Thursday, September 2, 2010

The Fall Garden

Dwarf Fountain Grass (right) . Spirea (left) , Hosta (center)
The Fall garden can be beautiful in its own way. Seen here is a combination of grasses, spirea and hosta in all its’ fall glory. As the days become shorter and temperatures lower an array of oranges, yellows, reds and tans emerge in the garden. When I design I like to use plantings that show off their beauty in the later summer and fall as well as in the warmer temperatures. Just as other colors fade grasses just start to get their abundant plumes and spirea go into a color burst of oranges and yellows.

Sedum 'Brilliant'
As I gaze into my garden an array of deep pink now steals the show. This autumn favorite is Sedum ‘Brilliant’. Sedum is just going into bloom now at the end of summer and it holds its' color well into autumn. Sedum comes in a variety of sizes and colors including Sedum ‘Autumn Joy’ (18-24” orange blooms), Sedum ‘Brilliant’ (18 “ rose blooms), Sedum ‘Rose Glow ‘ (8-12” pink blooms) and Sedum ‘Fulda Glow’ (4” rose-red blooms). Other fall favorites include: Callicarpa (Beauty Bush) with its deep purple berries, Perovskia (Russian Sage), Rudbeckia (Black Eyed Susan), Agastache (Hyssop) and Hamamelis (Witch Hazel). Just as the other elements in the garden start their exit these beauties begin their vibrant display. 
As far as maintenance is concerned it is good practice to prune back spent perennials to a few inches above the ground to prevent fungal diseases and to surround the area with a layer of mulch that will insulate the plants during winter. It is best to completely cut back perennials such as hosta, daylily, nepeta, salvia, coreopsis, and gallardia to prevent disease. Grasses on the other hand should be kept throughout the winter in order to protect the roots and cut back to about 4-6 inches off the ground in late March. If your grasses are a bit unruly at the end of the summer season you can take off a portion of the top but it is recommended that the majority of the cutting back be done after the harsh winter. Plants such as heuchera (coral bells) continue to show color throughout the winter and are prone to frost heaving so they are best cleaned up in the spring. Astilbe, Liatris, Lavender, Russian Sage and especially Lupine are sensitive to cold and are better being pruned back in early spring after the cold temperatures have ceased. Black Eyed Susan and Coneflowers even though not that attractive in winter serve an excellent food source for birds and can be cut back in early spring.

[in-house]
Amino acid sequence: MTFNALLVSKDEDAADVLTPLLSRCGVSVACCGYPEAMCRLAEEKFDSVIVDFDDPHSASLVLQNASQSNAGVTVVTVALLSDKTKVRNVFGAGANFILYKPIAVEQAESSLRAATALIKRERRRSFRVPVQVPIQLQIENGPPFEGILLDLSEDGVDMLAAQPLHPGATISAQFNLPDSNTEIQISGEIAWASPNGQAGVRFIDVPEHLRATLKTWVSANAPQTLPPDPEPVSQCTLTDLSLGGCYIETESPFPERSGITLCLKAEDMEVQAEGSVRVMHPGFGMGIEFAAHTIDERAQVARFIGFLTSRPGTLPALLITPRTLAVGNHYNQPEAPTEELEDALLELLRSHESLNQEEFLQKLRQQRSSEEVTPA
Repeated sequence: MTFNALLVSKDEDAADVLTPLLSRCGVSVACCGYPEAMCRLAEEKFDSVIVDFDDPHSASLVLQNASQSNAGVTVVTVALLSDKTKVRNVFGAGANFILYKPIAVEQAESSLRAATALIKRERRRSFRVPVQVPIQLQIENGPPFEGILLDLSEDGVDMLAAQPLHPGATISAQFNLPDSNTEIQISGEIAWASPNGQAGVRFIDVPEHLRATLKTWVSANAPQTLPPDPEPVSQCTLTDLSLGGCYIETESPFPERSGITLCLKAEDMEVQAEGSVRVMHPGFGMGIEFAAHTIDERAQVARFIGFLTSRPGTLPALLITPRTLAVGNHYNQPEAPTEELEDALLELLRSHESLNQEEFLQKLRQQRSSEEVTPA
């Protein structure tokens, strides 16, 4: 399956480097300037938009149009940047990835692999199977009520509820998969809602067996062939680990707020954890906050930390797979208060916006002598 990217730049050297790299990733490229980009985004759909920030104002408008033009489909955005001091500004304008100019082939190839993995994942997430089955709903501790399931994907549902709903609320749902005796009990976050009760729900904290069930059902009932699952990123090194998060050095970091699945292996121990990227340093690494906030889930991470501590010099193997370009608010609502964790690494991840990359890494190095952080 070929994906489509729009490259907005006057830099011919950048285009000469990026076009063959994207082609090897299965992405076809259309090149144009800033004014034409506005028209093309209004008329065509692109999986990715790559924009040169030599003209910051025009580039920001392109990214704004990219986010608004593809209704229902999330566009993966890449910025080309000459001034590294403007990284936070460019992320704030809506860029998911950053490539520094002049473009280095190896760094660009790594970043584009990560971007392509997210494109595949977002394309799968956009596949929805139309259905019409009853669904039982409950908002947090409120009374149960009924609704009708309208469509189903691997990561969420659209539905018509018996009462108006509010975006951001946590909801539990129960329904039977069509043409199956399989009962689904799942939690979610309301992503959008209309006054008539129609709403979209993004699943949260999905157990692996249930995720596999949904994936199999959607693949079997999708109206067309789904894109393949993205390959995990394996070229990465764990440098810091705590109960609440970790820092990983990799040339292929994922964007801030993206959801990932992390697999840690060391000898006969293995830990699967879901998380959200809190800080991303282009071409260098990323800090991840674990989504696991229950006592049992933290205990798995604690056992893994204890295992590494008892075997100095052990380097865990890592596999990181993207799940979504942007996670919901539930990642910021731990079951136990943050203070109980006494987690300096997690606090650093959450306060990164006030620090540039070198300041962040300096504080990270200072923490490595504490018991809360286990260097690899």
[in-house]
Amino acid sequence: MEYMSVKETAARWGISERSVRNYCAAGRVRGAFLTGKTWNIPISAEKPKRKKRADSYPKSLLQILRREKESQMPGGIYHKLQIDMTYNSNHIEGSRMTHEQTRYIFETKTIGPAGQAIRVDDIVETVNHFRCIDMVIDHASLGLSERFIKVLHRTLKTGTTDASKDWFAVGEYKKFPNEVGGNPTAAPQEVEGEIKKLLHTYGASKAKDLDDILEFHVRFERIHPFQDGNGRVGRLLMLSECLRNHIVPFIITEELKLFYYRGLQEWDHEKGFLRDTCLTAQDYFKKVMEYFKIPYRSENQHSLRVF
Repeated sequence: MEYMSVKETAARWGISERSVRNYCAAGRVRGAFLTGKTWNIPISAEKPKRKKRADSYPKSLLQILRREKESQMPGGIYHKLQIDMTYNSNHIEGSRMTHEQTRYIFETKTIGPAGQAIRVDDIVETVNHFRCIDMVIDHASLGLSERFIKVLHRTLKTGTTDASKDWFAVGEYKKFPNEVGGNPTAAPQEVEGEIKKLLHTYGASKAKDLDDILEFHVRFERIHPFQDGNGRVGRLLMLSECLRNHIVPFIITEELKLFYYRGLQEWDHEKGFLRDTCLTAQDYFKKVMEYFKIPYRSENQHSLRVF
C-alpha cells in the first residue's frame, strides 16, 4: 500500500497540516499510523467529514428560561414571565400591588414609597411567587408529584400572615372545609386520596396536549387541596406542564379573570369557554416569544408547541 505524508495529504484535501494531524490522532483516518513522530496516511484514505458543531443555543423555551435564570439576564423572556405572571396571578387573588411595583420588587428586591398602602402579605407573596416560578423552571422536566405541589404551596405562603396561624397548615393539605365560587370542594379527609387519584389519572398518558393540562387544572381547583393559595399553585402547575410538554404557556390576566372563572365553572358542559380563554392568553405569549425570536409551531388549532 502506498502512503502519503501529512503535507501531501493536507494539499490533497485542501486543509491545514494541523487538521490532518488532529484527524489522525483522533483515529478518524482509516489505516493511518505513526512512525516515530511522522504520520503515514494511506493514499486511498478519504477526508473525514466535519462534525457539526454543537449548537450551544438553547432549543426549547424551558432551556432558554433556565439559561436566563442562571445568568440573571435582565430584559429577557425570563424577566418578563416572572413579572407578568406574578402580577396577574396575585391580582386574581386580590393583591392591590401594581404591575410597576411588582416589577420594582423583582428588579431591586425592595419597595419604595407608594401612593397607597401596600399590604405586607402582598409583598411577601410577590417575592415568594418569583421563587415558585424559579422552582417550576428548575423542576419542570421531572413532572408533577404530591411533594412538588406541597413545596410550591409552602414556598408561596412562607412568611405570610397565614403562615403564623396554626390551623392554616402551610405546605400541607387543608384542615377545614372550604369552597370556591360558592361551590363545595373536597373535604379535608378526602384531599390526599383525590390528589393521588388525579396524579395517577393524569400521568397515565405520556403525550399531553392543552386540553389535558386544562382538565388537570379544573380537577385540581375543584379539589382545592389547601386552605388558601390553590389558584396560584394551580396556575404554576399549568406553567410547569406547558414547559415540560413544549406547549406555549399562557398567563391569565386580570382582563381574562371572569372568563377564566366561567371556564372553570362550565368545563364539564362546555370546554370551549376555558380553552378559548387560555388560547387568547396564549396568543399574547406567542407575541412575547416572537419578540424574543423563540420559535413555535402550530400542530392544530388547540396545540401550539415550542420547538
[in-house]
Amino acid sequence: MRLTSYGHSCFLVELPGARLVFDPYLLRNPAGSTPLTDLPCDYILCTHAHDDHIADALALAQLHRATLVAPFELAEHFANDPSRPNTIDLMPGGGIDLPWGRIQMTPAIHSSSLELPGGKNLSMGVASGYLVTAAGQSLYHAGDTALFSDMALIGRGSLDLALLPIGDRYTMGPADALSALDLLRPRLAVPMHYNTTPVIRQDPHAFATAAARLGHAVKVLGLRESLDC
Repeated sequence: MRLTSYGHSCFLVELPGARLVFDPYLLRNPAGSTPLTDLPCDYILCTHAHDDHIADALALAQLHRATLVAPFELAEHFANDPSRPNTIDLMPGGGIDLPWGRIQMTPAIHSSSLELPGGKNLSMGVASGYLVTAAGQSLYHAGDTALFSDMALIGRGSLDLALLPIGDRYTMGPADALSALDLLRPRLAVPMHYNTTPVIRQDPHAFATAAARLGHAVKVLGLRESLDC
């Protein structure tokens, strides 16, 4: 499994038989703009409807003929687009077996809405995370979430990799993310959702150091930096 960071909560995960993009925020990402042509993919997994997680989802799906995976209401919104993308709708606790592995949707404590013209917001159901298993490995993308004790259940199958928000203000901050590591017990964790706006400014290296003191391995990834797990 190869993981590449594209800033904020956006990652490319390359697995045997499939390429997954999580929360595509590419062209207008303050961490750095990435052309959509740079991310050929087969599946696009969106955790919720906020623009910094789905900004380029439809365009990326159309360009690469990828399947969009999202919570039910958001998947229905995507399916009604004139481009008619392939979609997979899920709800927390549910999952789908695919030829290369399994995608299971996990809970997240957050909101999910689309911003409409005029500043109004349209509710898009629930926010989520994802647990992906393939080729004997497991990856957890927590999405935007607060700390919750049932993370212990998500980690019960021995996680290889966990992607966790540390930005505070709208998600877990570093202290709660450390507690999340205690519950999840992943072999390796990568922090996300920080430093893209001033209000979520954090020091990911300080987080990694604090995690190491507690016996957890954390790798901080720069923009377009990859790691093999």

Rudbeckia (Black Eyed Susan)

Happy Gardening!
The garden season does not have to end in August. Add some of these plants to your gardening list and add some fall interest to your landscaping.

Author:Lee@A Guide To Northeastern Gardening Copyright 2010. All Rights Reserved

1 comment:

Thank you for visiting. I love reading your comments and knowing you have been here, and will try to reciprocate on your blog. If you have any questions I will try my very best to answer them. As always...HAPPY GARDENING!